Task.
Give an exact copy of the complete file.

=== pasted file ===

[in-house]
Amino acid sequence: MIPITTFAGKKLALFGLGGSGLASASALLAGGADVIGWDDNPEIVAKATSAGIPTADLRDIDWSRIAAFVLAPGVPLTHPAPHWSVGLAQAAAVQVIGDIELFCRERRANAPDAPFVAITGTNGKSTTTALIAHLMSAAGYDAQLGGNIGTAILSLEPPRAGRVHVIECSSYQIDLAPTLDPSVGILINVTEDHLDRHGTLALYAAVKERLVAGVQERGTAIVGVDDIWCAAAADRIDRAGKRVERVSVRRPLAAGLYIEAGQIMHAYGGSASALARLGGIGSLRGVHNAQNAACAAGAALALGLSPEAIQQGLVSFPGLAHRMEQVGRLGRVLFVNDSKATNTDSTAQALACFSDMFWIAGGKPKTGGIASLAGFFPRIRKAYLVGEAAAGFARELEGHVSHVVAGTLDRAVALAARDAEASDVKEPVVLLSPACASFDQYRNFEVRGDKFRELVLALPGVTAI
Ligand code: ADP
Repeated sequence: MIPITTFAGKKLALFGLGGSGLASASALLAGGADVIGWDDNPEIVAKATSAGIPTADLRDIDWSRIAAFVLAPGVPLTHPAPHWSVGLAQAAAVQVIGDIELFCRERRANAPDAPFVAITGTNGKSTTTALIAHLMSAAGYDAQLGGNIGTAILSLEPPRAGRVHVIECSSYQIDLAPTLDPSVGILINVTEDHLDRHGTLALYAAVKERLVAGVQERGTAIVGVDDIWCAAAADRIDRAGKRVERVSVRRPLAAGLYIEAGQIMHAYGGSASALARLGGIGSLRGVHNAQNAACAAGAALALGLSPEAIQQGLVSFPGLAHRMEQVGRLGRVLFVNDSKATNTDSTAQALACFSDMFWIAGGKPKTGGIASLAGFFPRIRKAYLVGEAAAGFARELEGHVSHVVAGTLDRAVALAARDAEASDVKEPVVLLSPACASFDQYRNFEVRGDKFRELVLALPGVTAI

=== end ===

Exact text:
[in-house]
Amino acid sequence: MIPITTFAGKKLALFGLGGSGLASASALLAGGADVIGWDDNPEIVAKATSAGIPTADLRDIDWSRIAAFVLAPGVPLTHPAPHWSVGLAQAAAVQVIGDIELFCRERRANAPDAPFVAITGTNGKSTTTALIAHLMSAAGYDAQLGGNIGTAILSLEPPRAGRVHVIECSSYQIDLAPTLDPSVGILINVTEDHLDRHGTLALYAAVKERLVAGVQERGTAIVGVDDIWCAAAADRIDRAGKRVERVSVRRPLAAGLYIEAGQIMHAYGGSASALARLGGIGSLRGVHNAQNAACAAGAALALGLSPEAIQQGLVSFPGLAHRMEQVGRLGRVLFVNDSKATNTDSTAQALACFSDMFWIAGGKPKTGGIASLAGFFPRIRKAYLVGEAAAGFARELEGHVSHVVAGTLDRAVALAARDAEASDVKEPVVLLSPACASFDQYRNFEVRGDKFRELVLALPGVTAI
Ligand code: ADP
Repeated sequence: MIPITTFAGKKLALFGLGGSGLASASALLAGGADVIGWDDNPEIVAKATSAGIPTADLRDIDWSRIAAFVLAPGVPLTHPAPHWSVGLAQAAAVQVIGDIELFCRERRANAPDAPFVAITGTNGKSTTTALIAHLMSAAGYDAQLGGNIGTAILSLEPPRAGRVHVIECSSYQIDLAPTLDPSVGILINVTEDHLDRHGTLALYAAVKERLVAGVQERGTAIVGVDDIWCAAAADRIDRAGKRVERVSVRRPLAAGLYIEAGQIMHAYGGSASALARLGGIGSLRGVHNAQNAACAAGAALALGLSPEAIQQGLVSFPGLAHRMEQVGRLGRVLFVNDSKATNTDSTAQALACFSDMFWIAGGKPKTGGIASLAGFFPRIRKAYLVGEAAAGFARELEGHVSHVVAGTLDRAVALAARDAEASDVKEPVVLLSPACASFDQYRNFEVRGDKFRELVLALPGVTAI